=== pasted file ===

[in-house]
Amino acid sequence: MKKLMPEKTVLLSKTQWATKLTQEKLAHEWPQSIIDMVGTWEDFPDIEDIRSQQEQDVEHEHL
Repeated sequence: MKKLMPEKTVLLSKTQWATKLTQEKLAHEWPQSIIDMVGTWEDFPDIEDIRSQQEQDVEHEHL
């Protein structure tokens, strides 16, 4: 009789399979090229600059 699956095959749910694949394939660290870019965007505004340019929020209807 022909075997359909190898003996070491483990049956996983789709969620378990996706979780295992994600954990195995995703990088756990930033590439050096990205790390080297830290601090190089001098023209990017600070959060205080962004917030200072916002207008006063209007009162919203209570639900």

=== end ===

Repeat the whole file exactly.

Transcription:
[in-house]
Amino acid sequence: MKKLMPEKTVLLSKTQWATKLTQEKLAHEWPQSIIDMVGTWEDFPDIEDIRSQQEQDVEHEHL
Repeated sequence: MKKLMPEKTVLLSKTQWATKLTQEKLAHEWPQSIIDMVGTWEDFPDIEDIRSQQEQDVEHEHL
């Protein structure tokens, strides 16, 4: 009789399979090229600059 699956095959749910694949394939660290870019965007505004340019929020209807 022909075997359909190898003996070491483990049956996983789709969620378990996706979780295992994600954990195995995703990088756990930033590439050096990205790390080297830290601090190089001098023209990017600070959060205080962004917030200072916002207008006063209007009162919203209570639900």